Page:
"You're not wrong about that. I'm just not looking forward to being the one who's gotta do it." The commander had a whole lot of other things on her plate, not the least of which were the damned Reapers. But if someone out there was killing people and branding them with her name, she needed to be told. He pinched the bridge of his nose, hard. It did exactly crap for the pounding ache in his head. "All right. I'm gonna head back upstairs, send a message out to the Normandy and see if we can scrounge a few minutes of Shepard's time."
Arturicus took out his omni-tool and tapped quickly against the keys. "Agent Seldra mentioned he saw… hmm…"
"Thought he saw what?"
"A member of the Normandy crew hanging around the docks."
"Any trouble?" he asked, already knowing the answer. Shepard put up with exactly no shit from her people. One of the reasons he liked her.
"No, just a game of Skyllian Five, sir."
"Still? How the hell long can they keep that up without going broke?"
"Different players come and go, sir. The game's been going on some weeks now." The omni-tool beeped, and a graphic flickered to life on its display. "Looks like the Normandy's docked in Bay D-24, sir. Shall I send a message?"
"Yeah. Give the commander a holler and let her know there's an urgent matter I've got to talk to her about. …And Arturicus?"
The turian put away his omni-tool. "Yes, sir?"
"You ever join in that game?"
His officer stiffened, like he'd been caught pilfering a cookie-jar. "It's an effective way to keep an eye on the area when refugees outnumber C-Sec agents ten to one, sir," he replied, linking hands behind his back and standing at attention.
"…Ever win anything?"
Arturicus' mandibles gave a twitchy little flutter, and for a second Bailey was almost convinced he wasn't going to answer at all.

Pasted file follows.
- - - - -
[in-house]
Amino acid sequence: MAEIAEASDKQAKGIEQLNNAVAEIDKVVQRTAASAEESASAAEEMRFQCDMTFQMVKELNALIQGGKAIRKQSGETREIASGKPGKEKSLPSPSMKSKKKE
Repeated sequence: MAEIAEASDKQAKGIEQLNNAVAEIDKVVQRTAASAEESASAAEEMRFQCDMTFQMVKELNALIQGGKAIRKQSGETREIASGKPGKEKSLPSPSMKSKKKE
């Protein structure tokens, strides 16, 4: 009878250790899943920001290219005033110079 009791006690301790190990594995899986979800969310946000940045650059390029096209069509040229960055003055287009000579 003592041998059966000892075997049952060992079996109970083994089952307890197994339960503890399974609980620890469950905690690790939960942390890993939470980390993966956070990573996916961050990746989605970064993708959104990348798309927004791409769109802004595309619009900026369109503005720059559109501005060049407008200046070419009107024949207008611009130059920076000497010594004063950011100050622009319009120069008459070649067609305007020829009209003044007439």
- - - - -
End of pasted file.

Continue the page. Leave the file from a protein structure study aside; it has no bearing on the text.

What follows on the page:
"Two hundred, twenty five credits the last game I played in, sir," he finally said, before adding, "…I was off-duty at the time."
"Never said you weren't, son. And were there any… ah, incidents with the refugees?"
"None, sir." The officer tilted his head at Bailey. "Is there something you're getting at here, sir?"
"Just this: Arturicus, if you think playing poker with the refugees helps keep the peace and helps us keep an eye on things, I want you to keep on doing it," he said, turning and heading for the elevator.
"Is there anything else, sir?"
"Yeah. Don't lose your shirt."
I love you, Garrus Vakarian.
Simple words, really. Five of them. Nine syllables. Twenty-two letters.
But saying them, actually saying them was a leap and free-fall — an appropriate metaphor, considering where they were — a moment of terror followed immediately by a rush of freedom. There had been reasons to hold back before, or they'd seemed like reasons at the time. What it had all come down to was fear. Fear of letting Garrus in (he was, already), letting him see her vulnerable (he had, already), putting herself on the line and saying something that needed to be said, no matter how hard it was to give voice to it.
Thing was, it hadn't been that hard — and not just because of an inspired mood, either.
The truth of the matter was… kind of grim, when you got down to it, but she didn't want to die without having said those words to him.
Thena had died once. And she still remembered it, the clawing panic, the icy fear, and then quiet acceptance as her oxygen hissed away, as she realized and saw what she was facing, knowing there would be no last-minute rescue, no eleventh-hour miracle — nothing but a cold, quiet, lonely death. With those last stuttering, struggling breaths, she'd whispered goodbyes only she heard. That experience had brought with it the knowledge that it was a whole hell of a lot worse saying goodbye to someone you knew wasn't there to hear you than it was saying "I love you" to that same someone who was.